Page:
In this nice field guide, each plant listing includes a “possible locations” entry. Julian Steyermark’s Flora of Missouri (1963) included occurrence maps for each species, the result of an inordinate amount of fieldwork and herbarium studies. Plants restricted in Missouri to the White River Hills, for example, are listed in the field guide with possible locations of “Stone, Taney, Barry, and Ozark Counties.” But if a botanist visited the glades of the White River Hills in 1978, it is likely that they would not find thriving populations of these plants. In 1978, following 80 years of open grazing by domestic livestock, the glades in what we now call “glades country” were full of cedars, cedars so thick in some places it remains amazing that glade vegetation could hang on for so long without light. (Of course, many glade plants are deep rooted perennials with ancient rootstocks.)

Today, visit the glades in the White River Hills with active ecosystem restoration programs in place (and without too much abuse from grazing), and you’ll find some of these rare plants from the field guide are common in the matrix. Bush’s poppy mallow, known from wooded slopes in the White River Hills, is still quite rare today, likely due to the lack of fire in the woodlands surrounding glade complexes.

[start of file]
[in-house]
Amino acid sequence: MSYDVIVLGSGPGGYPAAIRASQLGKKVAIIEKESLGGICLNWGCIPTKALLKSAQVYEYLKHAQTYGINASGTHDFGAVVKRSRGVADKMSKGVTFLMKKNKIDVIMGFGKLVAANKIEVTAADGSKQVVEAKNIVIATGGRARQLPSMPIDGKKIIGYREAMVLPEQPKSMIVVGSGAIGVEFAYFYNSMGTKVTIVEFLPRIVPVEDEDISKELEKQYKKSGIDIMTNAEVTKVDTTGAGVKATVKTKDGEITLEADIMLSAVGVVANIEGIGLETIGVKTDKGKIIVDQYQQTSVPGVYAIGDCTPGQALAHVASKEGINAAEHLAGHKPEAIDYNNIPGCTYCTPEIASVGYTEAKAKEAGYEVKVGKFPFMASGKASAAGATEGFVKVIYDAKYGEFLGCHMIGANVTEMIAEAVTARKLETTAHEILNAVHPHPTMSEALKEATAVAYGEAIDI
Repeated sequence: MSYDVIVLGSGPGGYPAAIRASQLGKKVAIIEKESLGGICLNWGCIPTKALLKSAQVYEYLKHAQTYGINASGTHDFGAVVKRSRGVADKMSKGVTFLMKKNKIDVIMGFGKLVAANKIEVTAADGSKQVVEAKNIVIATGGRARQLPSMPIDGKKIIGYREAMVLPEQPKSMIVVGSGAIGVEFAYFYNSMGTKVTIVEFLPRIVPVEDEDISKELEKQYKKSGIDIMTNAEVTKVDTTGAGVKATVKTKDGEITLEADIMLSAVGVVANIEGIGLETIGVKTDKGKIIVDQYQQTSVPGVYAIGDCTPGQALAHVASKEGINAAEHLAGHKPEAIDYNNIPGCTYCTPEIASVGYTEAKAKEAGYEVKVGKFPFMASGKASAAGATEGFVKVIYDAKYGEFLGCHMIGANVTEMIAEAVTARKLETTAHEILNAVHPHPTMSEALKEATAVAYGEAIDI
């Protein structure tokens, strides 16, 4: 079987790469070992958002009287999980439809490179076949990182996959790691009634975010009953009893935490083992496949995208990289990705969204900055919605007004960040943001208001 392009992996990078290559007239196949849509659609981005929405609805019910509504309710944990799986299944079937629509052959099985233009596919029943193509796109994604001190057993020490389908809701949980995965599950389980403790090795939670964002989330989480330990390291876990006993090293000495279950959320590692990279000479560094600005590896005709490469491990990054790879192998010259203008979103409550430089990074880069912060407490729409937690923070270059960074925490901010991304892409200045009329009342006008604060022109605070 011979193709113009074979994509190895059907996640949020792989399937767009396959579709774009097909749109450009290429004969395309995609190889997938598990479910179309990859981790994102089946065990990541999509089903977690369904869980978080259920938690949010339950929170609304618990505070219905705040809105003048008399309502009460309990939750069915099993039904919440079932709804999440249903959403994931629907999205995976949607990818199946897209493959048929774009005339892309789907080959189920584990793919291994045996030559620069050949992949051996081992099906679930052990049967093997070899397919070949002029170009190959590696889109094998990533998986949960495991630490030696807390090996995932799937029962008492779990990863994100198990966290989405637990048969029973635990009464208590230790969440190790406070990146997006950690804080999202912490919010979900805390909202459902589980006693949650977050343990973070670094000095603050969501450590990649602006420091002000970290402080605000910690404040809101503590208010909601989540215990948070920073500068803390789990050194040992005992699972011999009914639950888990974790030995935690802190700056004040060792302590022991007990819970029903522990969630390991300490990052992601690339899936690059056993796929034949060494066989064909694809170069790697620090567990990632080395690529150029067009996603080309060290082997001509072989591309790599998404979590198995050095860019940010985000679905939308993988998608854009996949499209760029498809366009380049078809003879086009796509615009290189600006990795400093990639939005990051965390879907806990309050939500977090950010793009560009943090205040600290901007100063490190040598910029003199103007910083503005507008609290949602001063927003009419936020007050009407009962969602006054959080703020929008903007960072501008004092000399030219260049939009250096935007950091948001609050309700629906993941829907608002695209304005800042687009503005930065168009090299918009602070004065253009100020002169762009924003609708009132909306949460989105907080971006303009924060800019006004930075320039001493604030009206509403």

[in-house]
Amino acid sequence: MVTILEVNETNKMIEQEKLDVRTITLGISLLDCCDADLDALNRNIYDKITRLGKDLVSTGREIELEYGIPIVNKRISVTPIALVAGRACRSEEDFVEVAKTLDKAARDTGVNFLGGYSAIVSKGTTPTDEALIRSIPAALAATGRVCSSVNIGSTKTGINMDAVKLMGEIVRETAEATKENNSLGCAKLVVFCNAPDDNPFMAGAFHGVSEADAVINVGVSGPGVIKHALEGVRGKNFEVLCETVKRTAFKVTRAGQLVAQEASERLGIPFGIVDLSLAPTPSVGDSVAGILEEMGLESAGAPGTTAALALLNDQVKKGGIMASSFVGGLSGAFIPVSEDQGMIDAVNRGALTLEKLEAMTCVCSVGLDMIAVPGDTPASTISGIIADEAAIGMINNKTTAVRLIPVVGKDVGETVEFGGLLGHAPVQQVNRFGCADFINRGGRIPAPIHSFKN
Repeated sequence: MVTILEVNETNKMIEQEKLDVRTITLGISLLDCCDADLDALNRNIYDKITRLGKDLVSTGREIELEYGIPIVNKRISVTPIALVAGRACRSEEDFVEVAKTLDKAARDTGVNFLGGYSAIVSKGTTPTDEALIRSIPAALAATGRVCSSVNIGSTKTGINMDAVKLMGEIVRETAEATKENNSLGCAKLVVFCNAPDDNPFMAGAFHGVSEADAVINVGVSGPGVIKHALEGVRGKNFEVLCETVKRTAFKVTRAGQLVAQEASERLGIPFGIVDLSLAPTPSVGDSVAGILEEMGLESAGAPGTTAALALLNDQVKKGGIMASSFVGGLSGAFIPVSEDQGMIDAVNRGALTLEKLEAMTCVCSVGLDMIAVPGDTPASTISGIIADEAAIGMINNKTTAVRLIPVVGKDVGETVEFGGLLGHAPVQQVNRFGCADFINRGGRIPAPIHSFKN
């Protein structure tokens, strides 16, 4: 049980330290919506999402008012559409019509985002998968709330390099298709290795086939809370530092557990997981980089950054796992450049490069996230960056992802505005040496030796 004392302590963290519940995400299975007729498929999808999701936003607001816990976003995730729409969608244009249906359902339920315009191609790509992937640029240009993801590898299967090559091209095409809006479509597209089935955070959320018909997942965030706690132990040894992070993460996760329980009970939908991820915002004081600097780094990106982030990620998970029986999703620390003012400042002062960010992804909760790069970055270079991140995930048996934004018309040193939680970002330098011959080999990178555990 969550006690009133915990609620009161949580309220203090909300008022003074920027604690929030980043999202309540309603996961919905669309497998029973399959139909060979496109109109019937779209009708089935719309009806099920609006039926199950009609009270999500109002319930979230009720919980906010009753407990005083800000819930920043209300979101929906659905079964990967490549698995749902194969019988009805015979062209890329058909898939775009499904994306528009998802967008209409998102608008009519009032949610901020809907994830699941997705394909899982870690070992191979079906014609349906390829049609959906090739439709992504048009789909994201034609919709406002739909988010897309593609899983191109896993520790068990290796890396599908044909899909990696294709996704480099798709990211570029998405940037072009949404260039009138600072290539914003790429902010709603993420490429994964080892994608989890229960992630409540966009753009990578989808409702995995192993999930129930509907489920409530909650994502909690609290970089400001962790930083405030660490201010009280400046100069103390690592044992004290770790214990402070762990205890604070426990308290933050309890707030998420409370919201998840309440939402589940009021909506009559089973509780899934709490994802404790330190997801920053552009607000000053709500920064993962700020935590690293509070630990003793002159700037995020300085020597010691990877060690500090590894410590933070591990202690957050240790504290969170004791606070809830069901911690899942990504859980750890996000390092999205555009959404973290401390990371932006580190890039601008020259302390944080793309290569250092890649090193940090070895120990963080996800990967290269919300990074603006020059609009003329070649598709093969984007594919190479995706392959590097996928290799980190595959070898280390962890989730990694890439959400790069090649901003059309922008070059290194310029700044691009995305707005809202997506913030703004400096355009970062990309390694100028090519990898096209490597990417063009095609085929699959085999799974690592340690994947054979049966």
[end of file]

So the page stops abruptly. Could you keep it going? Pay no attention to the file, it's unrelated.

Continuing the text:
Move up towards Greene Co. on the Springfield Plain where the limestone glades harbor Missouri bladderpod populations (called “flurries”), and you’ll find a similar situation—-managed glades in and around Greene Co. have large populations of bladderpod with thousands of plants. But leave the natural range of bladderpod in Missouri and they disappear altogether. Today, certain plants rare in the Ozarks are locally abundant in certain areas of the Ozarks such as the the case with the restricted ranges of the bladderpod glades, Jefferson Co. glades (think Fremont's leather flower) and White River Hills' associates. Conversely, there are many plants in the 1978 field guide I’ve never even heard of, much less encountered them in a quadrat. I wonder how many have been extirpated from Missouri either from suppression of natural processes, development, grazing? Thirty four years later, this compact field identification guide with beautiful line drawings remains a valuable document of our state's natural heritage, one worth much more than a quarter.